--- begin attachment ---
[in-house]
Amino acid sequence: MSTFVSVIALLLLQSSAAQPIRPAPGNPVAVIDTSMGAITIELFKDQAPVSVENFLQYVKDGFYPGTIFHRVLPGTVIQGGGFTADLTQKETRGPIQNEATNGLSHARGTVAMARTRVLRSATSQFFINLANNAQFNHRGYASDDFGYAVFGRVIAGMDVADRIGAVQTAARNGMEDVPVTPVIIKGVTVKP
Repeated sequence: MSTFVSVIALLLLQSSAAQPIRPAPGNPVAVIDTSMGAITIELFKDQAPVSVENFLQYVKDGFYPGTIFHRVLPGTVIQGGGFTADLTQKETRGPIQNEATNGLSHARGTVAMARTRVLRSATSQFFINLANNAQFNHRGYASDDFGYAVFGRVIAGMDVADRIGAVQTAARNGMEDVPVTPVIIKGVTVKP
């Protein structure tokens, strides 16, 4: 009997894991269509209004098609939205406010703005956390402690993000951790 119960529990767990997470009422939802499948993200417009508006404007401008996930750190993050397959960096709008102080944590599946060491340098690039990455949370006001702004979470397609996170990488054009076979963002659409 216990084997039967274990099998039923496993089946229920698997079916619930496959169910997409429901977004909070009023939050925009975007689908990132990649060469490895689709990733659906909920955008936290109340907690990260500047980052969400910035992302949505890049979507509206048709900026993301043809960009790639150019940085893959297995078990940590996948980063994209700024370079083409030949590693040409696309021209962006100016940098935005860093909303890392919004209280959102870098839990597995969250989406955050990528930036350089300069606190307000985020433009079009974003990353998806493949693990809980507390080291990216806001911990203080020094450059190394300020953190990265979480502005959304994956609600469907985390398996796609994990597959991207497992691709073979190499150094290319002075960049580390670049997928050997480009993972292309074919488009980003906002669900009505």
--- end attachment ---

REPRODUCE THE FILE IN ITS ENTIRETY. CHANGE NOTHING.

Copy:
[in-house]
Amino acid sequence: MSTFVSVIALLLLQSSAAQPIRPAPGNPVAVIDTSMGAITIELFKDQAPVSVENFLQYVKDGFYPGTIFHRVLPGTVIQGGGFTADLTQKETRGPIQNEATNGLSHARGTVAMARTRVLRSATSQFFINLANNAQFNHRGYASDDFGYAVFGRVIAGMDVADRIGAVQTAARNGMEDVPVTPVIIKGVTVKP
Repeated sequence: MSTFVSVIALLLLQSSAAQPIRPAPGNPVAVIDTSMGAITIELFKDQAPVSVENFLQYVKDGFYPGTIFHRVLPGTVIQGGGFTADLTQKETRGPIQNEATNGLSHARGTVAMARTRVLRSATSQFFINLANNAQFNHRGYASDDFGYAVFGRVIAGMDVADRIGAVQTAARNGMEDVPVTPVIIKGVTVKP
């Protein structure tokens, strides 16, 4: 009997894991269509209004098609939205406010703005956390402690993000951790 119960529990767990997470009422939802499948993200417009508006404007401008996930750190993050397959960096709008102080944590599946060491340098690039990455949370006001702004979470397609996170990488054009076979963002659409 216990084997039967274990099998039923496993089946229920698997079916619930496959169910997409429901977004909070009023939050925009975007689908990132990649060469490895689709990733659906909920955008936290109340907690990260500047980052969400910035992302949505890049979507509206048709900026993301043809960009790639150019940085893959297995078990940590996948980063994209700024370079083409030949590693040409696309021209962006100016940098935005860093909303890392919004209280959102870098839990597995969250989406955050990528930036350089300069606190307000985020433009079009974003990353998806493949693990809980507390080291990216806001911990203080020094450059190394300020953190990265979480502005959304994956609600469907985390398996796609994990597959991207497992691709073979190499150094290319002075960049580390670049997928050997480009993972292309074919488009980003906002669900009505």